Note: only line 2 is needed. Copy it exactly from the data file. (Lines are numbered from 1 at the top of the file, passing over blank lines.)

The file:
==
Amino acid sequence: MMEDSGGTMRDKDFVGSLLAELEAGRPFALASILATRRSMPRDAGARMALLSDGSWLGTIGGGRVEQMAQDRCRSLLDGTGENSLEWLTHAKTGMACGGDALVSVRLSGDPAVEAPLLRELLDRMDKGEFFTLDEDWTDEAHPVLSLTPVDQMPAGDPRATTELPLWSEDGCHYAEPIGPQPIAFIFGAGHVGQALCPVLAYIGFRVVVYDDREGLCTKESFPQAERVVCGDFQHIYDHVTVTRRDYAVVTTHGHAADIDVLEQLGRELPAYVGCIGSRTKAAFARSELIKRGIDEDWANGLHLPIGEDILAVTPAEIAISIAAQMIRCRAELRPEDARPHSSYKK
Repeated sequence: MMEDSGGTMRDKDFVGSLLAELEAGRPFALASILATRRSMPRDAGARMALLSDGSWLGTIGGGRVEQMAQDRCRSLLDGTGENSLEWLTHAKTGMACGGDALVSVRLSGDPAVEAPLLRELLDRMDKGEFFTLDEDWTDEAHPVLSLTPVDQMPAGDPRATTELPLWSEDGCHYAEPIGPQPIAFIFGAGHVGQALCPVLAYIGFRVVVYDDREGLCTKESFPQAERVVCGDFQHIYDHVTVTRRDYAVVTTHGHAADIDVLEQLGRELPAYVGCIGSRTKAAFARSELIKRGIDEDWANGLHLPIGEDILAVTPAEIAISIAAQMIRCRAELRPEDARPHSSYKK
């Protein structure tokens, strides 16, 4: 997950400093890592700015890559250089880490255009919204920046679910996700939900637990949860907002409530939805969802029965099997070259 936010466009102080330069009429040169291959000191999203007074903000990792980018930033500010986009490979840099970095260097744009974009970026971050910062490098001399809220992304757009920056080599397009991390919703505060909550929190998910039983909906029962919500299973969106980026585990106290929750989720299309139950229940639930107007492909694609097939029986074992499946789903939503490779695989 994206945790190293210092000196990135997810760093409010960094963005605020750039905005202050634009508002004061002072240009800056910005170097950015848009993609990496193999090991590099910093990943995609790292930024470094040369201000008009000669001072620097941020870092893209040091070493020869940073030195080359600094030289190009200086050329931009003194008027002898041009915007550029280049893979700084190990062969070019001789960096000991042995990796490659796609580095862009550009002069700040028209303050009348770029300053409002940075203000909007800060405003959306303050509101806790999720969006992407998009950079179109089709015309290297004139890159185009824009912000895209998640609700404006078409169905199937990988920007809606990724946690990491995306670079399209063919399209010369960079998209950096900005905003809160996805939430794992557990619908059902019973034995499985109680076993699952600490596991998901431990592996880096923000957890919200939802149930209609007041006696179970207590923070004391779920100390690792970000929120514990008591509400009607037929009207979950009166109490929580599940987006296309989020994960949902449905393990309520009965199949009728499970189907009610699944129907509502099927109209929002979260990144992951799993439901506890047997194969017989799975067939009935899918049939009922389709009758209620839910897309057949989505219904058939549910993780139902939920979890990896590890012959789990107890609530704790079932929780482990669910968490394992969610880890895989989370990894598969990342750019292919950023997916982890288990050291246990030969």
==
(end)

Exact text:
Repeated sequence: MMEDSGGTMRDKDFVGSLLAELEAGRPFALASILATRRSMPRDAGARMALLSDGSWLGTIGGGRVEQMAQDRCRSLLDGTGENSLEWLTHAKTGMACGGDALVSVRLSGDPAVEAPLLRELLDRMDKGEFFTLDEDWTDEAHPVLSLTPVDQMPAGDPRATTELPLWSEDGCHYAEPIGPQPIAFIFGAGHVGQALCPVLAYIGFRVVVYDDREGLCTKESFPQAERVVCGDFQHIYDHVTVTRRDYAVVTTHGHAADIDVLEQLGRELPAYVGCIGSRTKAAFARSELIKRGIDEDWANGLHLPIGEDILAVTPAEIAISIAAQMIRCRAELRPEDARPHSSYKK